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Localised movement of snapper (Pagrus auratus, Sparidae) in a large subtropical marine embayment

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Sumpton, W. D., Sawynok, B. and Carstens, N. (2003) Localised movement of snapper (Pagrus auratus, Sparidae) in a large subtropical marine embayment. Marine and Freshwater Research, 54 (8). pp. 923-930. ISSN 1323-1650


Article Link: https://doi.org/10.1071/MF02119


Snapper were tagged with dart and anchor tags in order to determine movement and the contribution of juveniles inhabiting estuarine areas to the offshore adult population. Laboratory experiments showed that loss of anchor tags was greater than dart tags, although this was not reflected in the results of field trials. A total of 6572 individuals were tagged in field experiments, of which 509 (7.7%) were recaptured. Only four of over 2500 fish tagged and released in Moreton Bay were recaptured in waters outside the bay, suggesting the bay is not an important source of recruits to the offshore fishery. However, problems associated with tag loss and mortality meant that the actual contribution of juveniles to the offshore fisheries remained unclear. Most snapper movements were localised; only ~1% of movements exceeded 100 km. Movements of snapper were mainly directed northward against the prevailing direction of the East Australian Current. Snapper were considered to be a suitable species for marine reserve protection owing to their relatively localised movement patterns.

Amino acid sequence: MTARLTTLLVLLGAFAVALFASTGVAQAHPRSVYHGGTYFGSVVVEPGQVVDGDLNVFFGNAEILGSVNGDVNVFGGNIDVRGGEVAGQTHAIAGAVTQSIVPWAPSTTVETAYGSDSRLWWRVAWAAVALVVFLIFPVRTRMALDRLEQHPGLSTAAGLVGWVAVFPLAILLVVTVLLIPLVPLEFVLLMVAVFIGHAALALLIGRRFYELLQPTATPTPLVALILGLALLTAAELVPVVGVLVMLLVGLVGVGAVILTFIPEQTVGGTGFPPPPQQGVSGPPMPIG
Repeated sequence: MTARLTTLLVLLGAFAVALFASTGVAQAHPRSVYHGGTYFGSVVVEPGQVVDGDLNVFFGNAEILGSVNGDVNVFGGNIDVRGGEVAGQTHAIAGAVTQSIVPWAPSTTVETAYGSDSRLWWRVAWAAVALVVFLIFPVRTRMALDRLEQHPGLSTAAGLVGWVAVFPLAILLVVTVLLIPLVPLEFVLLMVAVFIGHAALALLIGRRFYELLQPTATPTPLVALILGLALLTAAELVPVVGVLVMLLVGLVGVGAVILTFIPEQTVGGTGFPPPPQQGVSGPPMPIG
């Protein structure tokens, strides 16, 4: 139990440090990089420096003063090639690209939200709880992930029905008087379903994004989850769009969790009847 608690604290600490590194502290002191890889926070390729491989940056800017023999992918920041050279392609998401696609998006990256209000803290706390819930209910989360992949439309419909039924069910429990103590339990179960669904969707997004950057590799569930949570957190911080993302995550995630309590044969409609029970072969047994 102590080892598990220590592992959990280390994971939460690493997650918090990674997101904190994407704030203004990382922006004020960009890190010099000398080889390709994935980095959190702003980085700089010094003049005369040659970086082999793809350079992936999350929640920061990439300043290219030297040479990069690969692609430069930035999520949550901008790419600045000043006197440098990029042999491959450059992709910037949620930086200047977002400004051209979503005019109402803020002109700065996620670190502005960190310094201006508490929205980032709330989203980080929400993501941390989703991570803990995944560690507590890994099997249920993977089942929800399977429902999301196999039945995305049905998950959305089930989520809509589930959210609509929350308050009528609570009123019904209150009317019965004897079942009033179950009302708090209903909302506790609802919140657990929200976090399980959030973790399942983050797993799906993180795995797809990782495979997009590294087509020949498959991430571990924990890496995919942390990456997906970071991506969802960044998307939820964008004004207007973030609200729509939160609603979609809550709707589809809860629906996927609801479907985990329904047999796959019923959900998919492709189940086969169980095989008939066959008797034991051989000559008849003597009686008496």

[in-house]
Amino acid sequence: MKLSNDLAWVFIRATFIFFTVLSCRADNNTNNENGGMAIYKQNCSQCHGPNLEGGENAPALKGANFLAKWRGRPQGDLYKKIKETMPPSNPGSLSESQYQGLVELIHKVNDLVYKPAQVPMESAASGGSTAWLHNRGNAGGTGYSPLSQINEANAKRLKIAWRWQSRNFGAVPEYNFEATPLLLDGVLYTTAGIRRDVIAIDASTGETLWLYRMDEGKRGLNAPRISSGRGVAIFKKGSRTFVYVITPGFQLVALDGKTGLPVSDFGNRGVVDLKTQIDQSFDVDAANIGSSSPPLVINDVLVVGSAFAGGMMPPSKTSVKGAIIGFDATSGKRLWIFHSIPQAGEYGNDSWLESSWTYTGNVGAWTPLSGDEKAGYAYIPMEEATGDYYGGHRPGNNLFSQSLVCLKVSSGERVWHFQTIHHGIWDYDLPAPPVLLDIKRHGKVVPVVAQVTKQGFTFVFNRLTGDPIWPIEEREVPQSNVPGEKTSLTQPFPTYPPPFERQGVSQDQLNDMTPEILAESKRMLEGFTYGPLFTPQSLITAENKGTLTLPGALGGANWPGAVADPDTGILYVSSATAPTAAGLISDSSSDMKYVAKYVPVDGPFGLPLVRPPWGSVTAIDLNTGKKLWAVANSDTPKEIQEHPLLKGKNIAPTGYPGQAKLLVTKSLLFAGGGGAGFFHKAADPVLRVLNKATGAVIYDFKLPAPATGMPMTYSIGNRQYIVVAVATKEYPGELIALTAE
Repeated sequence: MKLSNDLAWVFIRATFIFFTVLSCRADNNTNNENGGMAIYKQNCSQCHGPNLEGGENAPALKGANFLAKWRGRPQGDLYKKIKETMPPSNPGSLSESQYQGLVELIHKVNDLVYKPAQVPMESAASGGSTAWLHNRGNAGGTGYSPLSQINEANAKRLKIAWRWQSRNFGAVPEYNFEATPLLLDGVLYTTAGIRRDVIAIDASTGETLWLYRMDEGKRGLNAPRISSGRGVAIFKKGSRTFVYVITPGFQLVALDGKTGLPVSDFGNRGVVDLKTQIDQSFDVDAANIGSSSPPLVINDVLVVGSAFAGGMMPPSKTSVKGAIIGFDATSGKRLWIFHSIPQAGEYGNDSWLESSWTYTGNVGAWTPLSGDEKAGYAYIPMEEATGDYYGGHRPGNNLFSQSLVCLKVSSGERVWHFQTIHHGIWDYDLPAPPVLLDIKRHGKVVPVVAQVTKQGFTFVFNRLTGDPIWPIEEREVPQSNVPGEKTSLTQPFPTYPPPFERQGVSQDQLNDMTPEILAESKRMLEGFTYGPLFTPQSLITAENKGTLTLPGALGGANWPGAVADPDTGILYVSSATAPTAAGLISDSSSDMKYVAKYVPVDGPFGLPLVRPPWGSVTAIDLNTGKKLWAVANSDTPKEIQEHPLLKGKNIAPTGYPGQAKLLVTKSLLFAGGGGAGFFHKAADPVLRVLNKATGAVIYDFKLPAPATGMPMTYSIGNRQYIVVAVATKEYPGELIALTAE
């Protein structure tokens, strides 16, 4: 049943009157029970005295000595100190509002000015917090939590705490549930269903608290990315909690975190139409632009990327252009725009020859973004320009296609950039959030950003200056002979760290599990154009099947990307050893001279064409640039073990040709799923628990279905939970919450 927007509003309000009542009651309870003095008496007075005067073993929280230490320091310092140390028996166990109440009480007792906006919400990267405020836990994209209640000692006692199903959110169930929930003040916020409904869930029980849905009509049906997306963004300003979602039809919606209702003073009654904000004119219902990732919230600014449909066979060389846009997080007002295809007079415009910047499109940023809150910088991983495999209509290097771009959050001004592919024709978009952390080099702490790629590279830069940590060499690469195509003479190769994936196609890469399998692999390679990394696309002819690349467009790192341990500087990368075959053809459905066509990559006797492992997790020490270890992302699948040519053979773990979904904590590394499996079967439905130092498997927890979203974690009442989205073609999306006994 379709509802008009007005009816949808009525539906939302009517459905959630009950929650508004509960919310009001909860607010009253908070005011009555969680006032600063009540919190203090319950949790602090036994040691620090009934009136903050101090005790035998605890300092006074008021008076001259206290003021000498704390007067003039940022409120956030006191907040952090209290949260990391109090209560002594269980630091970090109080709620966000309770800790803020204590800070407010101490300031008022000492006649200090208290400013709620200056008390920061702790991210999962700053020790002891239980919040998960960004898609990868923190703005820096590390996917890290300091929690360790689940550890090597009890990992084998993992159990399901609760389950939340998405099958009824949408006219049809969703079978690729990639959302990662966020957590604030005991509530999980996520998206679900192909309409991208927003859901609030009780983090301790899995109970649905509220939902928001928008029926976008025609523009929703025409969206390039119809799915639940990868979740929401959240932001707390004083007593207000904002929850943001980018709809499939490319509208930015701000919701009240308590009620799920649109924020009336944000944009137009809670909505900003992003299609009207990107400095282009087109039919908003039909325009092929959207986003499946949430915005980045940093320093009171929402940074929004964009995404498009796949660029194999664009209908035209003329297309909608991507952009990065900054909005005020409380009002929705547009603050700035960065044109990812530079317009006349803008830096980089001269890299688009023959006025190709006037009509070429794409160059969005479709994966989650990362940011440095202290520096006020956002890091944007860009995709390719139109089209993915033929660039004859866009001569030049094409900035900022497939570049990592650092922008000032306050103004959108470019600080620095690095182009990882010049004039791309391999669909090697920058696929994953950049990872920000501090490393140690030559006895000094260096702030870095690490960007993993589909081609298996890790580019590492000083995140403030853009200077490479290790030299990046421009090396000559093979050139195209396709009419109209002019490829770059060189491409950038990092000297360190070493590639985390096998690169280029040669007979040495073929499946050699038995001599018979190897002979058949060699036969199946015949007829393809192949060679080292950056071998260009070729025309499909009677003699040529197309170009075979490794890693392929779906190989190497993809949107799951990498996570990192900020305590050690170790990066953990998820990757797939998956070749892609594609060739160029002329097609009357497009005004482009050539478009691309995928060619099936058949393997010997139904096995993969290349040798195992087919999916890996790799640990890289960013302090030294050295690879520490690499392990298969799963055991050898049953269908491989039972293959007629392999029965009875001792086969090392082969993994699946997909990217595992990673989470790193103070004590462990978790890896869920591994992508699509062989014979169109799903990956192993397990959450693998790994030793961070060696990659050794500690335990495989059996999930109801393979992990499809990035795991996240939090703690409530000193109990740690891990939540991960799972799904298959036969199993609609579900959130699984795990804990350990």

Item Type:Article
Subjects:Aquaculture and Fisheries > Fisheries > Fishery conservation
Aquaculture and Fisheries > Fisheries > Fishery for individual species
Live Archive:29 Jan 2024 05:33
Last Modified:29 Jan 2024 05:33

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